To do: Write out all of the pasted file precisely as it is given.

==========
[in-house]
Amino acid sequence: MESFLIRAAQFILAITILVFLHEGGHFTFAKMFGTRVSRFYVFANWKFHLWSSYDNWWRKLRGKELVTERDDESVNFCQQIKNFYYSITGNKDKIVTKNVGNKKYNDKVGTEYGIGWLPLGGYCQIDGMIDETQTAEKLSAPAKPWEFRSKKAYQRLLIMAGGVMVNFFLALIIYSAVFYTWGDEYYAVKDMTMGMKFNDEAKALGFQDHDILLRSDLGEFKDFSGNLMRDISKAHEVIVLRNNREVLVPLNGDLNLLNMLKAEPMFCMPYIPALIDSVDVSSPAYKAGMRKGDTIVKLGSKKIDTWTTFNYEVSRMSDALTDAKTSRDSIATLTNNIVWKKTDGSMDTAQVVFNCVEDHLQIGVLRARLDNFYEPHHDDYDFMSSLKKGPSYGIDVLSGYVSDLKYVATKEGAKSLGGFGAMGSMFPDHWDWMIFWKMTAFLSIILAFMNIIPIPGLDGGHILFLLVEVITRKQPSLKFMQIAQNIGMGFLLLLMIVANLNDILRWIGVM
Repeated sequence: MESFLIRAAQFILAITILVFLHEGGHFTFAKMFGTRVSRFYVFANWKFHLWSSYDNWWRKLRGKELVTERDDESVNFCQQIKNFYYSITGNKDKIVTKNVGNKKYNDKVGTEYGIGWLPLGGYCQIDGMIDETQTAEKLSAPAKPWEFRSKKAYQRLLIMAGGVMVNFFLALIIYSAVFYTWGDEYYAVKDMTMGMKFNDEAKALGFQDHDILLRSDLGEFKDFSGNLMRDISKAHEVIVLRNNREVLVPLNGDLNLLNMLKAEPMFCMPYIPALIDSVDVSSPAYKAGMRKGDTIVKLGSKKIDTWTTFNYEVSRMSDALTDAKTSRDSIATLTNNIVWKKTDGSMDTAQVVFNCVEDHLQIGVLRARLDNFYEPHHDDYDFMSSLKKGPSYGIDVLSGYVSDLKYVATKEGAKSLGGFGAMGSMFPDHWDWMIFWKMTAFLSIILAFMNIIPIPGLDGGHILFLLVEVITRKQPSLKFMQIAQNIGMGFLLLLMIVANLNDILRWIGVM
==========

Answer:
[in-house]
Amino acid sequence: MESFLIRAAQFILAITILVFLHEGGHFTFAKMFGTRVSRFYVFANWKFHLWSSYDNWWRKLRGKELVTERDDESVNFCQQIKNFYYSITGNKDKIVTKNVGNKKYNDKVGTEYGIGWLPLGGYCQIDGMIDETQTAEKLSAPAKPWEFRSKKAYQRLLIMAGGVMVNFFLALIIYSAVFYTWGDEYYAVKDMTMGMKFNDEAKALGFQDHDILLRSDLGEFKDFSGNLMRDISKAHEVIVLRNNREVLVPLNGDLNLLNMLKAEPMFCMPYIPALIDSVDVSSPAYKAGMRKGDTIVKLGSKKIDTWTTFNYEVSRMSDALTDAKTSRDSIATLTNNIVWKKTDGSMDTAQVVFNCVEDHLQIGVLRARLDNFYEPHHDDYDFMSSLKKGPSYGIDVLSGYVSDLKYVATKEGAKSLGGFGAMGSMFPDHWDWMIFWKMTAFLSIILAFMNIIPIPGLDGGHILFLLVEVITRKQPSLKFMQIAQNIGMGFLLLLMIVANLNDILRWIGVM
Repeated sequence: MESFLIRAAQFILAITILVFLHEGGHFTFAKMFGTRVSRFYVFANWKFHLWSSYDNWWRKLRGKELVTERDDESVNFCQQIKNFYYSITGNKDKIVTKNVGNKKYNDKVGTEYGIGWLPLGGYCQIDGMIDETQTAEKLSAPAKPWEFRSKKAYQRLLIMAGGVMVNFFLALIIYSAVFYTWGDEYYAVKDMTMGMKFNDEAKALGFQDHDILLRSDLGEFKDFSGNLMRDISKAHEVIVLRNNREVLVPLNGDLNLLNMLKAEPMFCMPYIPALIDSVDVSSPAYKAGMRKGDTIVKLGSKKIDTWTTFNYEVSRMSDALTDAKTSRDSIATLTNNIVWKKTDGSMDTAQVVFNCVEDHLQIGVLRARLDNFYEPHHDDYDFMSSLKKGPSYGIDVLSGYVSDLKYVATKEGAKSLGGFGAMGSMFPDHWDWMIFWKMTAFLSIILAFMNIIPIPGLDGGHILFLLVEVITRKQPSLKFMQIAQNIGMGFLLLLMIVANLNDILRWIGVM